I did an interview yesterday with Jeff Ayers, a writer friend I met at Thrillerfest a few years ago. During the pre-interview conversation Jeff asked me how I managed to “do it all”, referring to family life, my role at Who Dares Wins Publishing and finding time to write. My answer was being organized, but lately, no matter how organized I am, my to do list has wrapped around my office three times!
My husband is uber organized and he’s rubbed off me. Add in a business partner who is a spreadsheet fanatic (I swear Bob is teaching his dogs how to use spreadsheets), my organizational skills have been amplified. But I’m not as organized as I would like to be. I’m good at multi-tasking. I’ve always wanted to have my laundry room in my kitchen since I fold my laundry while I’m cooking dinner while I’m quizzing my youngest on his vocabulary words and having a conversation with my middle boy about why senior year is not about slacking off and also playing draw something on my iPhone with my daughter who is away at college. Oh, and must not forget I’m also updating the shared family schedule on Google and having a text conversation with the DH (who is probably just in the other room). I’m exhausted. And that’s just the dinner hour!
But like I said, I’m good at multi-tasking. But it comes at a price. Sometimes you can’t multi-task and you also can’t “buy” more time in your day. I’ve had to play tricks on my mind so it feels like I’m multi-tasking. I have to have noise in the background. Once I had the TV on and the cable went out and I had no idea. Just white noise in the background, but helped me focus on one specific task. If the phone rings, I have to pace when I talk, actually, I clean the house when I talk. My best friend always says, “you just called so you could clean.”
The key to being organized is understanding how your brain processes and stores information. I’ve learned the way Bob processes information is very different from the way I process information just based on how he organizes a spreadsheet and how I organize our dropbox. I make him nuts with my folders inside of folders inside of folders.
Bob is big on mindsets and organization is a mindset. You can make it a habit by just doing it everyday. Before I go to bed, I make a list of I need to do the next day. I make that list in a timetable. I tell Siri (my friend on my iPhone) to remind me to do things at certain times of the day. Yes, that’s a little nuts, but if I didn’t use some kind of timing device, I’d never move on to the next task. That’s another thing about me that can be frustrating. I am a “completer”. I don’t like to stop things before they are finished. If I’m going to paint a room, I’m not going to stop until it’s done. This mindset is something I need to work on. Another one is changing from business mode, to writer mode. Not an easy mindset to change sometimes.
We have a lot of time in the day, so I think we can accomplish great things. But I don’t think we manage our time as effectively as we can and I’m always open to trying new things.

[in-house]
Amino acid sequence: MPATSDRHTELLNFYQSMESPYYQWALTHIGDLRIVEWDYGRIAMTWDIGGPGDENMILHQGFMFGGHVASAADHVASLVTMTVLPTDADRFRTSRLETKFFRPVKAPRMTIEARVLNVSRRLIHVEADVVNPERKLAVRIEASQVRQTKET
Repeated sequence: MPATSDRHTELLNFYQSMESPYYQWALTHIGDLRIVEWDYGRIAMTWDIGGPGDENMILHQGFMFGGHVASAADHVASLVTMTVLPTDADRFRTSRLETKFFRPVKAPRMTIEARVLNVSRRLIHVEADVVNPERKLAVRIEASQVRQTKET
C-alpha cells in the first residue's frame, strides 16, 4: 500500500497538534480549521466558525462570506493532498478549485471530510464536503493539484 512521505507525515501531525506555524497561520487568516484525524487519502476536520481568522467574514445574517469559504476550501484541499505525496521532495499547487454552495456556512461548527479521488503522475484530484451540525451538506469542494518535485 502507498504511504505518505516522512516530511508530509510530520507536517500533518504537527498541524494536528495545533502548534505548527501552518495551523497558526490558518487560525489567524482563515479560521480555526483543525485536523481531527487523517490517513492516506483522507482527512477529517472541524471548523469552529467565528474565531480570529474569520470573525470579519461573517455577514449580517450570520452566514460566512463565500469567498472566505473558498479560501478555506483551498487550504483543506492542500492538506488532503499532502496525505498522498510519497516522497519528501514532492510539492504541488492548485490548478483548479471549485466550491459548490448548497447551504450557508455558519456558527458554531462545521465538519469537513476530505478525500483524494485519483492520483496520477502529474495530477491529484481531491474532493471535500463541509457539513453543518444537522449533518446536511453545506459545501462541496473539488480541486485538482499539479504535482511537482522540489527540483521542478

I had the opportunity to sit in on Writing Moms: How to do it all without loosing your mind on-line workshop with Natalie C. Markey a few months back. She will be teaching the workshop again starting 3 March at Write It Forward and as the queen of multi-tasking I highly recommend her workshop. As a matter of fact, I will be sitting in on the workshop again as it proved to be invaluable. And not just for moms, but for everyone who finds themselves wearing more that one hat.
Her approach is simple and to the point. She has developed a common sense template to help anyone with time management no matter who you are. The workshop is only $20.00 and it is run on a Yahoo Group. There are no set class times, so you can follow along as your schedule allows (time management!) You can participate as much as you like, or as little (though you will want to). Sometimes we all need a little help figuring out how to manage all things in our lives in order to be more productive.
Write It Forward!
Please welcome Natalie C. Markey to Write It Forward!
As the landscape continues to change in publishing one thing remains clear, the work for the writer only grows. With the reality of social media and online communities, not only do writers need to write and write well but they also must network and market themselves. The truth is, there is more to a writing career then just writing and balancing that routine can become mind-boggling.
No matter what style or genre of writing an author does, time is always a challenge. At Who Dares Wins Publishing, a variety of authors are represented from best selling fiction and non-fiction titles. All of these titles took time. Lots of it. Every writer has their story beyond the words of their pages. It’s that “thing” getting in your way from meeting a deadline or a daily writing goal.
How do you do it all? I’m a freelance journalist with contract assignments. I’m a published non-fiction author of ‘Caring for Your Special Needs Dog’ working on my second book and I’m writing fiction work as well. I’m preparing to teach my first Write It Forward online workshop next month, Writing Moms: How to do it all without losing your mind. That’s right. The writing and other tasks associated with my business are just one part of my life. I’m a mother to a beautiful 14-month-old little girl, who “helps” me work from my at-home-office each day. Some days she is more help then others.